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One ship, Bristol, had Brown-Curtis turbines driving two propeller shafts, while the remaining three ships used Parsons turbines driving four shafts.

The Bristols were protected cruisers, with an armoured deck providing protection for the ships' vitals.

The Town class was a group of twenty-one light cruisers built for the Royal Navy (RN) and Royal Australian Navy (RAN).

Torpedo armament was increased, with two 21-inch (533 mm) submerged tubes (with seven torpedoes carried), while the ships' armament was completed by four 3-pounder saluting guns.

The class saw a number of alterations during the war, including the addition of a single 3 in (76 mm) AA gun in 1915, while the surviving ships were fitted with director control equipment for the ships' guns on a new tripod foremast.

The five British-built ships commissioned between 19, while Brisbane, the Australian-built ship was laid down in 1913 and completed in 1916.

The major difference between the Chathams and the earlier Towns was a revised armour scheme.

with the officers accommodated in the forward part of the ship, rather than aft as per tradition, following the instructions of Admiral Fisher to improve fighting efficiency.

This arrangement was unpopular, however, as it was preferred to keep officer's and other ranks accommodation separate for disciplinary reasons, while the Bristol class were very cramped, with only 12.5 square feet (1.16 m They were 453 feet (138.1 m) long overall, with a beam of 48 feet 6 inches (14.78 m) and a draught of 15 feet 6 inches (4.7 m).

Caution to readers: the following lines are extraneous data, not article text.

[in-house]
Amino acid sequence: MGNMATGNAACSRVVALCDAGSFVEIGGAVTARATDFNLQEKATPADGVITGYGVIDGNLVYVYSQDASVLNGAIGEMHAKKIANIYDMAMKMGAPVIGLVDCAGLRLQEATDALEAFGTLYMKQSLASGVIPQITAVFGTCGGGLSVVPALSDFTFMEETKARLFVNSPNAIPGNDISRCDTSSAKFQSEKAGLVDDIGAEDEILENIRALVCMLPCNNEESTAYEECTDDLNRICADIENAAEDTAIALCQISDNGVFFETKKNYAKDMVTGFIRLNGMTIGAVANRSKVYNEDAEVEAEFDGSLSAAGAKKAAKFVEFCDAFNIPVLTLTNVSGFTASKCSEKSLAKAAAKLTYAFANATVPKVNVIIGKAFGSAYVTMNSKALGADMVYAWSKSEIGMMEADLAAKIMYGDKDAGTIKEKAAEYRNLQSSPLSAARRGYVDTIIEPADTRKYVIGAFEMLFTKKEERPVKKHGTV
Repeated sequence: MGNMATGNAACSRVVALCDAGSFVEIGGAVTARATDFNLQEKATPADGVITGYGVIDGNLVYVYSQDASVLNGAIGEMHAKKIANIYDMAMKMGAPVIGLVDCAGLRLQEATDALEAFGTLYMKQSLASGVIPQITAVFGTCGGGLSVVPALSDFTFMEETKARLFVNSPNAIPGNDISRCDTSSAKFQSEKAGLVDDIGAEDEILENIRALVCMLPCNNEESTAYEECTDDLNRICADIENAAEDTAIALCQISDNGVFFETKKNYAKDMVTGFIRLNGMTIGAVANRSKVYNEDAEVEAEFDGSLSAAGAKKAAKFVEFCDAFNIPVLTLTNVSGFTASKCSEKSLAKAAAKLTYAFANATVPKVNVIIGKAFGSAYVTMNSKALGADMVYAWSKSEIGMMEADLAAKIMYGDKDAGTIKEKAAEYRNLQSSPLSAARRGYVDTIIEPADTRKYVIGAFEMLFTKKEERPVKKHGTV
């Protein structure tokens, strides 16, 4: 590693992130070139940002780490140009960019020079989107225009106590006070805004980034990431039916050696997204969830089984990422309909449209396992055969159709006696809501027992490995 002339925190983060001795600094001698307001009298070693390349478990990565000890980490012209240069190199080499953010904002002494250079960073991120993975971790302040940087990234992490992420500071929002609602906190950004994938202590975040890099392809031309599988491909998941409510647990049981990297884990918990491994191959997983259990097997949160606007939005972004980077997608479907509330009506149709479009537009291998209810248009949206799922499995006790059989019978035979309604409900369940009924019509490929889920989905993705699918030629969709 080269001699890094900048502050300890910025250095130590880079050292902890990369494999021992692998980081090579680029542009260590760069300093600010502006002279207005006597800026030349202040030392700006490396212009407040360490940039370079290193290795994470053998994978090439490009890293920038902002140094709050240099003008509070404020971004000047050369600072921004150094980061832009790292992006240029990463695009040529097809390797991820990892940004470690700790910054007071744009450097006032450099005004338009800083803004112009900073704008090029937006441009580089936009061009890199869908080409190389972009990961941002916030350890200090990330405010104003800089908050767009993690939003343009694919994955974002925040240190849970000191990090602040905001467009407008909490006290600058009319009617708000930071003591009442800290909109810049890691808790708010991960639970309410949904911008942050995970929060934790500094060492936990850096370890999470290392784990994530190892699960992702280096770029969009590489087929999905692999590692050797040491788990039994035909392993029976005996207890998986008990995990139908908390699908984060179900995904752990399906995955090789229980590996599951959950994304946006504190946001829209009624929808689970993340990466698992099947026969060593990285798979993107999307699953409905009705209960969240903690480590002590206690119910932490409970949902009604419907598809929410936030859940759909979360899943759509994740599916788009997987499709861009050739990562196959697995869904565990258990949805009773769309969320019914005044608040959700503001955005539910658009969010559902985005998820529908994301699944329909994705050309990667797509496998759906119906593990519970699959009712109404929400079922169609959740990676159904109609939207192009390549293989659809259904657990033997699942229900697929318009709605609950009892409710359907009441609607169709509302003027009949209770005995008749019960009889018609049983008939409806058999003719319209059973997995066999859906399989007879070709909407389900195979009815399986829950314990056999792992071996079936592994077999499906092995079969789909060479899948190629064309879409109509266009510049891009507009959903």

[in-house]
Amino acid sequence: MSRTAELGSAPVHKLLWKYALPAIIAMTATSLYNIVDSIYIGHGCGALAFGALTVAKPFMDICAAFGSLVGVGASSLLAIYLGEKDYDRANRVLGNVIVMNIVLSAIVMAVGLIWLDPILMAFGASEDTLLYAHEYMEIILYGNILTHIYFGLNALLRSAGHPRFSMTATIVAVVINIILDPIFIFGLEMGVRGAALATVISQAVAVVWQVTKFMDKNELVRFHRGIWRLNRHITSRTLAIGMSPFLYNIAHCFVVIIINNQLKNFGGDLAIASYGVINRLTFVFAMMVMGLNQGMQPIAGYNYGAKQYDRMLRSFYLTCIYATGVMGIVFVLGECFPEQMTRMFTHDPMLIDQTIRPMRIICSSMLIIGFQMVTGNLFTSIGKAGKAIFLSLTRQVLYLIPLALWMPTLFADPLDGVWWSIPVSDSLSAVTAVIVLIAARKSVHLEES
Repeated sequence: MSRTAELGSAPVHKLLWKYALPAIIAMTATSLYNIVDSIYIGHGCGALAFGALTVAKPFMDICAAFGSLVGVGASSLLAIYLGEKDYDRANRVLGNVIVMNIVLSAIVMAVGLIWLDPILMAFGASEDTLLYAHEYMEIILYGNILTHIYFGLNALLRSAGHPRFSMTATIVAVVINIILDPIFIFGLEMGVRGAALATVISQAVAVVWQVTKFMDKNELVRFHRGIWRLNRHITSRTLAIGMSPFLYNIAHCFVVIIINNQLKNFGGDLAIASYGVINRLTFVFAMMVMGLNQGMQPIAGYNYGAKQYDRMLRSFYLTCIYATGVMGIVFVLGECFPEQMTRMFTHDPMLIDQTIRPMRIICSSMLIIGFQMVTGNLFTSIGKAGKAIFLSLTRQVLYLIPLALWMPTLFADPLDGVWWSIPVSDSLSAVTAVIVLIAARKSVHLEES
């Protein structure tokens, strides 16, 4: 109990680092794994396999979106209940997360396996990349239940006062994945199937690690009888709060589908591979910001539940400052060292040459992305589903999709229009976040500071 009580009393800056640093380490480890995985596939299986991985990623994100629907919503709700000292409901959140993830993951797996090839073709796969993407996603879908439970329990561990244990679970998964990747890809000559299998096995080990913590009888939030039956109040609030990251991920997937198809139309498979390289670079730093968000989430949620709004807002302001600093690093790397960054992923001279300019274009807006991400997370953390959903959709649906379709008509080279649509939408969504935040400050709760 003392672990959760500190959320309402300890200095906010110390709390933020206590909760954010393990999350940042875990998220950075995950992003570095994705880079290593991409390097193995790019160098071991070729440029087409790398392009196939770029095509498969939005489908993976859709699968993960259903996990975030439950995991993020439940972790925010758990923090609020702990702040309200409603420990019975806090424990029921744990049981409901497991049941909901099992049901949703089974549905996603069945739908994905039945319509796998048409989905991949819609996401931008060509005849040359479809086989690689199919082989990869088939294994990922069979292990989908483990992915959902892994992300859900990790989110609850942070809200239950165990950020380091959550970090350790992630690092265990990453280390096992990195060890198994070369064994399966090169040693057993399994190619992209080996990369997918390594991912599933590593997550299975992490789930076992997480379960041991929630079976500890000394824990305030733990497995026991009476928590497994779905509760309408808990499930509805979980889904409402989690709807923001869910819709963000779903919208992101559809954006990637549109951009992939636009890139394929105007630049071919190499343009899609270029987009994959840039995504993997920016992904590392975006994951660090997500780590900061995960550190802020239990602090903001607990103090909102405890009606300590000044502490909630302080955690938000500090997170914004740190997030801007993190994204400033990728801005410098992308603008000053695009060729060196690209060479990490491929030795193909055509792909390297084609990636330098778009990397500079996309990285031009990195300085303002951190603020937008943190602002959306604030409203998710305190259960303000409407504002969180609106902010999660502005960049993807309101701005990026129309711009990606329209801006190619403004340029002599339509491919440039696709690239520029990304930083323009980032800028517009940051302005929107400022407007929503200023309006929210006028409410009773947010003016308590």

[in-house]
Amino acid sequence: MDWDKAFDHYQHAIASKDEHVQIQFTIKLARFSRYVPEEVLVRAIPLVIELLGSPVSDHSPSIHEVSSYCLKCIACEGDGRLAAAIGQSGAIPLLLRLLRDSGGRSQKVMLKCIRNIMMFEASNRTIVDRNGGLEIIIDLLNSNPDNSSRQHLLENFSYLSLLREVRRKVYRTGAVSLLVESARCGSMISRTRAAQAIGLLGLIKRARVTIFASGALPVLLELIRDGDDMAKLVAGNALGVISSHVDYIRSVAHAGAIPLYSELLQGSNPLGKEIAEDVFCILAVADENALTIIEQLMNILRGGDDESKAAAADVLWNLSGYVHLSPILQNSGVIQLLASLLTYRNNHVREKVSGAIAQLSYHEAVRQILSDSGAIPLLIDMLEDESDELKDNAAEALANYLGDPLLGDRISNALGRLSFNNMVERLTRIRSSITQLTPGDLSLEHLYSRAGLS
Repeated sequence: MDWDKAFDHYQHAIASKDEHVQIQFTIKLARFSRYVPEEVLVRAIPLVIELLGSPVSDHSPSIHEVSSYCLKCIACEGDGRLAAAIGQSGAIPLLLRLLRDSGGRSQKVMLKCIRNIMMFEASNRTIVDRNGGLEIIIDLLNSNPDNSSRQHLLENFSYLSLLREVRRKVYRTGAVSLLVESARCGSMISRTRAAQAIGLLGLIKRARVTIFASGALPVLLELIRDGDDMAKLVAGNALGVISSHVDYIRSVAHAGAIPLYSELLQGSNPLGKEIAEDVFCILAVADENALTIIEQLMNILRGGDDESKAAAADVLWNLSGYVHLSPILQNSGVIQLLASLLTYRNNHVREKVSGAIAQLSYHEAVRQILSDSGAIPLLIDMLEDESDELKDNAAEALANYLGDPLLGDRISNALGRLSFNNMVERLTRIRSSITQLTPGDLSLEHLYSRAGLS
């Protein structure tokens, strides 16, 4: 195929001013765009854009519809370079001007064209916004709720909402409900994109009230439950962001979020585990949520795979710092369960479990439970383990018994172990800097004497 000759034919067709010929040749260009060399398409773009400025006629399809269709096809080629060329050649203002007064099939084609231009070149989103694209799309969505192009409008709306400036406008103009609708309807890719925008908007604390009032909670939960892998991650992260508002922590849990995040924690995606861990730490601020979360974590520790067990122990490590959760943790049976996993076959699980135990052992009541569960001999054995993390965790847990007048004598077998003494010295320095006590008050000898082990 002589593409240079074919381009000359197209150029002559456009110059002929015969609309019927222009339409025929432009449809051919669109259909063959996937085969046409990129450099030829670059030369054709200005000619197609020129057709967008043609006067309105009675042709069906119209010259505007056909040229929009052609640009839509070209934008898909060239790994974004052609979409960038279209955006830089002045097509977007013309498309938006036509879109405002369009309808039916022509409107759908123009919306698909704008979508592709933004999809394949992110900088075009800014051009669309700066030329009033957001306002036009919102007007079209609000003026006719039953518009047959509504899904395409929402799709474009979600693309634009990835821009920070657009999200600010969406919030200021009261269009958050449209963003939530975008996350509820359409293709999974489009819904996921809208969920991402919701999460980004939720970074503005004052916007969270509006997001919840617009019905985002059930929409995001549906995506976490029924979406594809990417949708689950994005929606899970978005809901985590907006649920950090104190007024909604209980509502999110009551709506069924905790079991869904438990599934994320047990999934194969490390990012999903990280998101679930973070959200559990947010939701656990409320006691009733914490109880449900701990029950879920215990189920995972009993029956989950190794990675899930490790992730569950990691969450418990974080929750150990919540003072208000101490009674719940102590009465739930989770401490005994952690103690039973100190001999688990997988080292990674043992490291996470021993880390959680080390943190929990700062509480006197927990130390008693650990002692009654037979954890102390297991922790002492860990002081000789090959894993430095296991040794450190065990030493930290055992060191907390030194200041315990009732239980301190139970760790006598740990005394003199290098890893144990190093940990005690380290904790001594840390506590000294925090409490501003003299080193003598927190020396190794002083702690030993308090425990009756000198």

In 1917, Yarmouth was the first light cruiser to be able to operate aircraft, being fitted with a ramp above the conning tower and forecastle gun to allow a Sopwith Pup to be launched from the ship, although the aircraft could not land back on it so the pilot would have to ditch into the sea if it was not possible to reach land.

of six ships, three for the Royal Navy and three for Australia (of which one was to be built in Australia) were ordered under the 1910–1911 Programme.

While main armament again consisted of eight 6 in guns in single mountings, a new gun, the BL 6 inch Mk XII was used.

This was shorter and lighter than the Mk XI guns used in earlier ships, and while range was slightly less (14,000 yards (13,000 m) compared to 14,600 yards (13,400 m) Wartime changes were similar to those made to the Weymouths, with a 3-inch anti-aircraft gun fitted during 1915 and director control with its associated tripod mast fitted later in the war.

While the earlier ships were protected cruisers, depending on an armoured deck deep within the ship to protect machinery and magazines, the Chathams relied on a vertical belt of armour.